There is a little cemetery in downtown Baltimore that sits on the corner of Route 1 and Green Mount Avenue.  The cemetery contains the graves of many notable philanthropists and business leaders along with at least 17 Civil War Generals, 8 governors, 7 mayors, 3 Senators, and 1 Secretary of State.  Apparently it is a popular cemetery to visit and according to their website even sells t-shirts, coffee mugs, and canvas tote bags to commemorate your visit.  Within this cemetery of distinguished people lies the grave of John Gresham Machen, the one-time defender of the historic Christian faith in the early 20thcentury.   His tombstone is adorned with a simple cross and has an inscription written in Greek, “Faithful unto death.”  These are the words that Jesus spoke to the church in Smyrna in Revelation 2:10, “Be faithful unto death, and I will give you the crown of life.”

Faithful unto death.  This is, I imagine, what we all would like written on our tombstones.  We would like to hear the words of Matthew 25:21 spoken to us, “Well done, good and faithful servant.”

We do not settle for a mere projection of faithfulness, the likes of which is described in Proverbs 20:6 “Many a man proclaims his own steadfast love, but a faithful man who can find?”  We want to be faithful.  Faithful to our families.  Faithful in our calling.  And most of all faithful to our Lord.

Paul Addresses Faithfulness

1This is how one should regard us, as servants of Christ and stewards of the mysteries of God. 2Moreover, it is required of stewards that they be found faithful. 1 Corinthians 4:1-2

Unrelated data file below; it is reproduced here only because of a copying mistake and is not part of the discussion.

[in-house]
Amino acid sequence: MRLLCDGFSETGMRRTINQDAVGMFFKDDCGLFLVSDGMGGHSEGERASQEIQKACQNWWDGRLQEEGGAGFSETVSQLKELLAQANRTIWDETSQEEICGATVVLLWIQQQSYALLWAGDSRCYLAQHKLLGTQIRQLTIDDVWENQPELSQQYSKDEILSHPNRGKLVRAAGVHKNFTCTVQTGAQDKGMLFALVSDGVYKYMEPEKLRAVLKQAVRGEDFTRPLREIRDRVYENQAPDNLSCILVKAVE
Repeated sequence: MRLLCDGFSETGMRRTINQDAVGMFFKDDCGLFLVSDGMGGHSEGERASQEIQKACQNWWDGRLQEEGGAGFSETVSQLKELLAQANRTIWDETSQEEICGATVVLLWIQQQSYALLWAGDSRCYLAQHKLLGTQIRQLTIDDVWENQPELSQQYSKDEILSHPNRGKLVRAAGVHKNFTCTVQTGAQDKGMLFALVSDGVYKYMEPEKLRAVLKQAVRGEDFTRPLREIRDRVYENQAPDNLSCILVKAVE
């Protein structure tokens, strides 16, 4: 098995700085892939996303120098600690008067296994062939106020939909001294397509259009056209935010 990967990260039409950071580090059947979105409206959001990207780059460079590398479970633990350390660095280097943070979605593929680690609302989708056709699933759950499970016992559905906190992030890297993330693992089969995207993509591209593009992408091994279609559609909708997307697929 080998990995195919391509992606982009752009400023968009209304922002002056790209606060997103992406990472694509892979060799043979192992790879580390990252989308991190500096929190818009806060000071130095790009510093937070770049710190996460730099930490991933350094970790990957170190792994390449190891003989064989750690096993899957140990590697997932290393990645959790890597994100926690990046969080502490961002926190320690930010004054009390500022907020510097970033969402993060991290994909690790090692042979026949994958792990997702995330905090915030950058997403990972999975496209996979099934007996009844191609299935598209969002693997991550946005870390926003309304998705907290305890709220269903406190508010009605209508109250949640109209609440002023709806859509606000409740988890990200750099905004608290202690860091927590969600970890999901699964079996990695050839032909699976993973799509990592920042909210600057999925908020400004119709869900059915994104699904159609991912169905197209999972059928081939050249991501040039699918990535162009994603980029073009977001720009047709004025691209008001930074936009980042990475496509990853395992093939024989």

Paul begins his letter to the Corinthians in this way: “Paul, called by the will of God to be an apostle of Christ Jesus.”  This is a fitting way for him to begin this confrontational letter to the Corinthians — to begin by reminding them of his authority as an apostle.  But here in chapter 4 he says he should be regarded as a servant and steward.  He is an apostle, yes, but he should be regarded by others as a humble servant and faithful steward.   Paul knows that he as been entrusted with much and so he seeks to be found faithful.

In our study of the fruit of faithfulness we will go in 3 directions.  First, we’ll consider a weed that needs to be pulled and then an artificial fruit to be detected, and finally we’ll conclude with some practical ways to grow in faithfulness.

#1 A Weed to be Pulled: Faithlessness

The opposite of faithfulness is faithlessness.  The Bible addresses both.  We are called to walk in faithfulness and to shun faithlessness.  Jesus laments in Mark 9:19 “O faithless generation, how long am I to be with you? How long am I to bear with you?”  If this was true of the generation in Jesus’ day, how much more is it true in our day?  We live in a faithless world.  We are, after all, living in an increasingly secular age that does not recognize any legitimate authority outside of the individual.  Therefore the only faithfulness the world knows, is being faithful to yourself.  They call it “being true to yourself.”  “Be you!”  Welcome to the age of authenticity where the greatest crime you can commit is failing to be true to yourself.  If you wake up tomorrow and want to be a woman, be a woman.  If you want to be a man, be a man!  Just be faithful to you!  As one song writer put it “If you want to be me, be me, And if you want to be you, be you, ‘Cause there’s a million things to do.”

But Jesus calls us to a different form of faithfulness — not to ourselves… but to him!